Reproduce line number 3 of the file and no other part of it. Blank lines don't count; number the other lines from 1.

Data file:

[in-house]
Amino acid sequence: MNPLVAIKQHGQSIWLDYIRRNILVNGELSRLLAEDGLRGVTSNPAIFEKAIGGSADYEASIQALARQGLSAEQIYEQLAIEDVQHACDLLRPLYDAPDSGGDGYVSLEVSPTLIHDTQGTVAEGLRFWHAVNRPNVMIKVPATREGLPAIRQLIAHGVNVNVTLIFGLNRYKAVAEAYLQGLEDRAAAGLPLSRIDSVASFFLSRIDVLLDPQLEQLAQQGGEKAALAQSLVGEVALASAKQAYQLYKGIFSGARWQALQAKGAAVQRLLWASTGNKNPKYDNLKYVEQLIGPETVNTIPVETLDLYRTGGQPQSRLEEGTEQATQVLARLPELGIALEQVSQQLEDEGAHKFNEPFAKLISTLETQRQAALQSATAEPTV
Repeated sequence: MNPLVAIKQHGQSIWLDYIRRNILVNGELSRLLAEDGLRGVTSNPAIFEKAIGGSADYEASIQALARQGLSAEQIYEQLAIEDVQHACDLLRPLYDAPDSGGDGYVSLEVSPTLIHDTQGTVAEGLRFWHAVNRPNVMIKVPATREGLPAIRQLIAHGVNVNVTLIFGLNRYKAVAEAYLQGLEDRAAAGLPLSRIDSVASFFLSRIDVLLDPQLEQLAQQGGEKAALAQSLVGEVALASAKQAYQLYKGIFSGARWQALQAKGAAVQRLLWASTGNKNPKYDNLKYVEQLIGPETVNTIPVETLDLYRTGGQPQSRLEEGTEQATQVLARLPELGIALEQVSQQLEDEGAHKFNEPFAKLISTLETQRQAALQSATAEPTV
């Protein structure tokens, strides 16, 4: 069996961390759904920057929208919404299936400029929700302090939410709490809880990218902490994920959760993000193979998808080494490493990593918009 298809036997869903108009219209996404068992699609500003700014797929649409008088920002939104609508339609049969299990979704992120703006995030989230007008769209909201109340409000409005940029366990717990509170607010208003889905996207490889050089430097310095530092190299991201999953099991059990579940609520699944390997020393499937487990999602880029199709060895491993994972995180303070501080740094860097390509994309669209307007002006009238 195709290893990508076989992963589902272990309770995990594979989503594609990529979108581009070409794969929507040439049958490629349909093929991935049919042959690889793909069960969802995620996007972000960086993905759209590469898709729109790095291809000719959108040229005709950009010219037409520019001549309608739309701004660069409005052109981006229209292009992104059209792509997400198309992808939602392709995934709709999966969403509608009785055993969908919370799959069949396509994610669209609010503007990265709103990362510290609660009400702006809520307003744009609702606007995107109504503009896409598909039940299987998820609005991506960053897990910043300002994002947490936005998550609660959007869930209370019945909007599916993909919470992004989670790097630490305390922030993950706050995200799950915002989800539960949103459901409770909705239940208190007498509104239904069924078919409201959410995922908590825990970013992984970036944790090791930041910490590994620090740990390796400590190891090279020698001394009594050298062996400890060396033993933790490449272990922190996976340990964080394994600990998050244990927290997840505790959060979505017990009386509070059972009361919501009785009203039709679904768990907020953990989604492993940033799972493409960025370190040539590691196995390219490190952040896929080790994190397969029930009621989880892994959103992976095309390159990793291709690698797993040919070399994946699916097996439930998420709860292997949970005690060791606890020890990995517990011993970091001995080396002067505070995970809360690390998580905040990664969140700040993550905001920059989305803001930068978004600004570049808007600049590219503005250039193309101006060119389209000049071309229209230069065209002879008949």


Repeated sequence: MNPLVAIKQHGQSIWLDYIRRNILVNGELSRLLAEDGLRGVTSNPAIFEKAIGGSADYEASIQALARQGLSAEQIYEQLAIEDVQHACDLLRPLYDAPDSGGDGYVSLEVSPTLIHDTQGTVAEGLRFWHAVNRPNVMIKVPATREGLPAIRQLIAHGVNVNVTLIFGLNRYKAVAEAYLQGLEDRAAAGLPLSRIDSVASFFLSRIDVLLDPQLEQLAQQGGEKAALAQSLVGEVALASAKQAYQLYKGIFSGARWQALQAKGAAVQRLLWASTGNKNPKYDNLKYVEQLIGPETVNTIPVETLDLYRTGGQPQSRLEEGTEQATQVLARLPELGIALEQVSQQLEDEGAHKFNEPFAKLISTLETQRQAALQSATAEPTV